Nationals' nuclear flare-up on energy bill

·2-min read

The Nationals have gone nuclear on energy policy, flagging another amendment to their own government's plans.

The bill at the centre of it all allows Energy Minister Angus Taylor to direct Australia's green bank to invest in gas and loss-making energy projects.

The government wants the bill to pass parliament next week so a raft of projects go ahead.

Former Nationals leader turned backbencher Barnaby Joyce has already wedged his colleagues by introducing an amendment which would allow the Clean Energy Finance Corporation to invest in coal-fired power stations.

Now the Nationals Senate team wants the green bank to invest in nuclear power as well as carbon capture and storage.

The five Nationals senators led by Bridget McKenzie and Matt Canavan fronted a media conference promoting their plan.

"We compete against the world with one hand behind our back while other nations avail themselves of cutting edge, low emissions technologies," Senator McKenzie said.

There is a longstanding moratorium on nuclear energy generation which has been maintained by both Labor and coalition governments.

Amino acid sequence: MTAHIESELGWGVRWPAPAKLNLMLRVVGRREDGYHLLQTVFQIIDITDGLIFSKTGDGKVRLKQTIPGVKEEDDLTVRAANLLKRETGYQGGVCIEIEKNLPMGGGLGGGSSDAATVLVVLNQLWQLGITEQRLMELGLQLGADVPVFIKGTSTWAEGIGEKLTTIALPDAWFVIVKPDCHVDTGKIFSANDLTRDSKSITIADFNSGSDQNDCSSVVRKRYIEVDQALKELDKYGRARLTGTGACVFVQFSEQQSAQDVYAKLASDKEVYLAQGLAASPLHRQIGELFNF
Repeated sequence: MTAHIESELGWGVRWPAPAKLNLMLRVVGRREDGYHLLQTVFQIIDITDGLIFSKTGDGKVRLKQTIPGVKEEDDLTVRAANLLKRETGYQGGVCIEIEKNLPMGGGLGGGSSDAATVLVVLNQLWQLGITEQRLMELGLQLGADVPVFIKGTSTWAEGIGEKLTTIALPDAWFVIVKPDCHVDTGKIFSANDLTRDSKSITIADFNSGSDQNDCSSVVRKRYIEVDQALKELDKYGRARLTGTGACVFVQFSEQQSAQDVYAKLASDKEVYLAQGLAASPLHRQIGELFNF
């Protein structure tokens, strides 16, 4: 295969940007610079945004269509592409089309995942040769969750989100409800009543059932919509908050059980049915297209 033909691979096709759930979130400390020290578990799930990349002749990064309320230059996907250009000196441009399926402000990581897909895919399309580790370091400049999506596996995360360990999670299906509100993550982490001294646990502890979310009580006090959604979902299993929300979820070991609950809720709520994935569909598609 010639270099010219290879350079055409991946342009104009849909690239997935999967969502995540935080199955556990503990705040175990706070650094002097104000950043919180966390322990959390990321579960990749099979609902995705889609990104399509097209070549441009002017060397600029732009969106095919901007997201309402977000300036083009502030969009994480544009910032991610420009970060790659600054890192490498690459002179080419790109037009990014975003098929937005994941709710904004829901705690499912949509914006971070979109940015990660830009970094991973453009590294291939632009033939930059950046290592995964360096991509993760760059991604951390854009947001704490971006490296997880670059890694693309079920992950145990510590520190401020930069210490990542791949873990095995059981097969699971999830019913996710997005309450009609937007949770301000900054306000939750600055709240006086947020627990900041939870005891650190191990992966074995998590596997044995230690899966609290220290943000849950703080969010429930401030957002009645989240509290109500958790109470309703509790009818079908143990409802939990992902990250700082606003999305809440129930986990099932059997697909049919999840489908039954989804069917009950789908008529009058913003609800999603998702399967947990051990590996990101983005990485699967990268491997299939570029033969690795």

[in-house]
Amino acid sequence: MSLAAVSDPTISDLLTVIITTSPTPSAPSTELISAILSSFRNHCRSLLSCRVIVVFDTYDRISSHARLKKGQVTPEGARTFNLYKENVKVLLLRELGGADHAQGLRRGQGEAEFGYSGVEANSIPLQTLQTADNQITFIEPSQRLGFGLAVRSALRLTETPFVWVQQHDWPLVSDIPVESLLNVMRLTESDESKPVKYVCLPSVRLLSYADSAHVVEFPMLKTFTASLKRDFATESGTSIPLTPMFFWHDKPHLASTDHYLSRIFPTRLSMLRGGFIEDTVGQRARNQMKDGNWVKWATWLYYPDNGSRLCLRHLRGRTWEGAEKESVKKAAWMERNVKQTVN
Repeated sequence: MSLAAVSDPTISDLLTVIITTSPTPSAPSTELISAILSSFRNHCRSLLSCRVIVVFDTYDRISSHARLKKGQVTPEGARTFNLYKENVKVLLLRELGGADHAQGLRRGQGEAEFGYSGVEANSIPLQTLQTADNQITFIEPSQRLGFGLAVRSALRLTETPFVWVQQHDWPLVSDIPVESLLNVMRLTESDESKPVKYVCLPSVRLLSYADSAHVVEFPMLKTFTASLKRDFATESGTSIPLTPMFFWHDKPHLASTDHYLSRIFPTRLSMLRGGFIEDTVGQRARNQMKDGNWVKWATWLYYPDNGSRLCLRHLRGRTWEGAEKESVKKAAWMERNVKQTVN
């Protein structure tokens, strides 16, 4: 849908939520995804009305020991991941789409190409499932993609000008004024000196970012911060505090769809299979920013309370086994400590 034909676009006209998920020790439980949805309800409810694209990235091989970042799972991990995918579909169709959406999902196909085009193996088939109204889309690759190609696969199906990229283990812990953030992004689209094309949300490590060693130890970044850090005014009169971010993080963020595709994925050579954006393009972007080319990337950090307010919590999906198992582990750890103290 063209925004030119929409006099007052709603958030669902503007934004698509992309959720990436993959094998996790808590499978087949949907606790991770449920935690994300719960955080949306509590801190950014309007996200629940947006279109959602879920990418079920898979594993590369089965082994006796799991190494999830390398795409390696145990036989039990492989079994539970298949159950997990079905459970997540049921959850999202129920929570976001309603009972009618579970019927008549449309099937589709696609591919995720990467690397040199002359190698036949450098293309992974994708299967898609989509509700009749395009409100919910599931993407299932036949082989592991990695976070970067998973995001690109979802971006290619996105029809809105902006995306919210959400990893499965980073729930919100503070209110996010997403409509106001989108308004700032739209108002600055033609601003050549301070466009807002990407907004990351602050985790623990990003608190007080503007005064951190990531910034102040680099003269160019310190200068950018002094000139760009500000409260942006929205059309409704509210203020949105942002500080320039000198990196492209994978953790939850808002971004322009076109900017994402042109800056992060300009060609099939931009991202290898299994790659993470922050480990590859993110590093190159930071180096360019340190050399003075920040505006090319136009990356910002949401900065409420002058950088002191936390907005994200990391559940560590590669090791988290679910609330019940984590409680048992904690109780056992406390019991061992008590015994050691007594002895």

The coal and nuclear-pushing Nationals are putting renewed pressure on current leader Michael McCormack.

By introducing amendments to the government's own bill they are forcing their colleagues to either vote for or against the original plan.

Treasurer Josh Frydenberg said Mr McCormack has been a resilient leader, having already batted off an attempt from Mr Joyce to snatch back the party's top job.

Mr Frydenberg said the Nationals and Liberals had so far worked effectively on energy under the current leaders.

"It's a pretty complex area, as I know," he told reporters in Canberra.

"If I took off my jacket I could show you the scars from being the energy minister."

Mr Frydenberg was the minister behind the previous coalition government's National Energy Guarantee, which played a role in Malcolm Turnbull's downfall as prime minister.

Mr Joyce claims small modular nuclear reactors are ideal to replace decommissioned coal-fired power stations and reduce emissions.

"Nuclear reactors can do it," he told reporters in Canberra.

"Why not, if you want zero emissions."

Opposition Leader Anthony Albanese said nuclear energy in Australia doesn't stack up.

"What we are witnessing here is just a part of the chaos that is the coalition when it comes to energy policy," he said.

The Nationals argue the $1 billion grid reliability fund to be run out of the CEFC should support small nuclear energy projects and get involved in developing the technology.

The Australian Conservation Foundation says there's nothing clean about nuclear, coal or gas.

"Nuclear is not a credible climate response and has been repeatedly rejected by the market and the community," ACF spokesman Dave Sweeney said.